INDIANAPOLIS (AP) — The Indiana Department of Natural Resources is proposing a designated hunting and trapping season for bobcats, which were once endangered.

Bobcats were removed from the endangered species list in 2005, the Indianapolis Star reported . Department officials said the bobcat population has expanded in recent years.

The department's proposal would establish quotas and bag limits. The proposal says that the season would be open in a limited number of counties.

The department said a regulated season would "increase recreation and economic opportunities for businesses and individuals."

But wildlife and environmental groups contend that while the bobcat population has gradually grown, there's no data to show that the population could support opening a season.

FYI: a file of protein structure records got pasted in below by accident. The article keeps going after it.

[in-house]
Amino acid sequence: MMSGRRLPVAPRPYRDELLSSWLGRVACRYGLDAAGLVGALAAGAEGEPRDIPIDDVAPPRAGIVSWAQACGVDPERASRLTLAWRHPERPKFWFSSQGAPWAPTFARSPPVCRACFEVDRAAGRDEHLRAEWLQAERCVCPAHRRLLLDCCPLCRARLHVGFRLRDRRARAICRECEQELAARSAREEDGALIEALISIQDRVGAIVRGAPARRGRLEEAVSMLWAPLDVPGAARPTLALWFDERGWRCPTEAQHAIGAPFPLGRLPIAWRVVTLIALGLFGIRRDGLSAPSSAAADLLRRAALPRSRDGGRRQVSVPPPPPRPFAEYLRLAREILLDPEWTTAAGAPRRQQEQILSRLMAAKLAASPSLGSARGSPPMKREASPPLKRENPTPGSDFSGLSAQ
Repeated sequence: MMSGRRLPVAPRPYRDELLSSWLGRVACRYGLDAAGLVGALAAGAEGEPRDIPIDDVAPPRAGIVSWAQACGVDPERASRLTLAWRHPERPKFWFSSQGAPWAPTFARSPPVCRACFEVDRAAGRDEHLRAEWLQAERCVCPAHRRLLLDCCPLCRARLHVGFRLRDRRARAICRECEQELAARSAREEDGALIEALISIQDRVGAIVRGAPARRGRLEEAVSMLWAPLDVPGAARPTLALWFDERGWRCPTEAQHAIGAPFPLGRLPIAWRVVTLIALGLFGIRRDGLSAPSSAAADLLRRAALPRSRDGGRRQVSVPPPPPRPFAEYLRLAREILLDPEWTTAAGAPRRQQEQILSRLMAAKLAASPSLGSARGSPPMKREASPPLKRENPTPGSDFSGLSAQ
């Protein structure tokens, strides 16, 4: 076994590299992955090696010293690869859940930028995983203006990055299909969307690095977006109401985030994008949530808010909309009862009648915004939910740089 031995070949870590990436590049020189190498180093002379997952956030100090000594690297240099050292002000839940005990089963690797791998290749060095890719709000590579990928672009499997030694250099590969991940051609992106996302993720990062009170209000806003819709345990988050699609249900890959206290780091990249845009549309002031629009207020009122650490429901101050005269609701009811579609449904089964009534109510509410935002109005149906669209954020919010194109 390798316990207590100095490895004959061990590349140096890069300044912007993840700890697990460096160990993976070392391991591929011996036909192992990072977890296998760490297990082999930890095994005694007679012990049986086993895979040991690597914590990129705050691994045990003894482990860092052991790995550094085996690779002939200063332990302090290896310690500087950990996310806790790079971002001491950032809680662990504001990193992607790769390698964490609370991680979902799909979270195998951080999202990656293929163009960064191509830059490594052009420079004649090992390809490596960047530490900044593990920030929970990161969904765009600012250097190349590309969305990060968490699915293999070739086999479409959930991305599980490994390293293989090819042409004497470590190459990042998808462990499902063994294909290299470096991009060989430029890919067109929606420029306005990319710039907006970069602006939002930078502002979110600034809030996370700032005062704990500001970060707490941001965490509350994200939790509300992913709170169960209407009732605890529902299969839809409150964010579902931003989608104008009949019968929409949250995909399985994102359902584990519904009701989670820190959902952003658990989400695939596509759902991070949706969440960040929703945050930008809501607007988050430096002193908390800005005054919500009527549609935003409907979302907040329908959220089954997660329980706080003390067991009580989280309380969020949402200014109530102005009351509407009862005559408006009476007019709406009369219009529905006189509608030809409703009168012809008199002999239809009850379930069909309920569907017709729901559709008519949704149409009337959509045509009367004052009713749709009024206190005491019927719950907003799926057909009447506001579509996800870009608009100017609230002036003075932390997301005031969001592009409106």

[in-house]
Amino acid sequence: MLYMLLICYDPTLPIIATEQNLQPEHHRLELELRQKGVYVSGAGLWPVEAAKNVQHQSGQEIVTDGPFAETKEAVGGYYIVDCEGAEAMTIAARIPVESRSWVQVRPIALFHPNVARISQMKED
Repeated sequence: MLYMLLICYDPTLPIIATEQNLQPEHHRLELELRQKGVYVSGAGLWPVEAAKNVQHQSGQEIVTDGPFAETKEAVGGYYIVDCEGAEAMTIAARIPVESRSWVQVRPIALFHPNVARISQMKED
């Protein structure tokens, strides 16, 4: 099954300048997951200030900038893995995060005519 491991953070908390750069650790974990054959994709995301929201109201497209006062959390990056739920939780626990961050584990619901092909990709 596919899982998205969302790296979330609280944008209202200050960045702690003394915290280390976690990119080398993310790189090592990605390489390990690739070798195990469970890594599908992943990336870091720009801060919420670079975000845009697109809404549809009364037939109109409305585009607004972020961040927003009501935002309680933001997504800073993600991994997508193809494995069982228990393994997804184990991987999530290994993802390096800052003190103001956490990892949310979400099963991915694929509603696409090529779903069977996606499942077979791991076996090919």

"To open up a hunting and trapping season on such a vulnerable species without scientific data to back it up is unwise," said Erin Huang, the Indiana State Director of the U.S. Humane Society. "This is a species that is not causing a problem — livestock predation is rare and there are no reported attacks on pets, so I just don't see a reason for it."

The department has proposed the changes before the Natural Resources Commission, which is accepting public comments until March 23.

The Commission is expected to vote on the proposed hunting season in May. If approved, a hunting season could open in 2019.

"Once all the input and feedback is gathered and put together after the comment section is open, that will shed light on if there is enough of these bobcats and if there should be a season," Engelking said. "DNR is the one in charge, so if they think it's good then I'll agree with it."


Information from: The Indianapolis Star,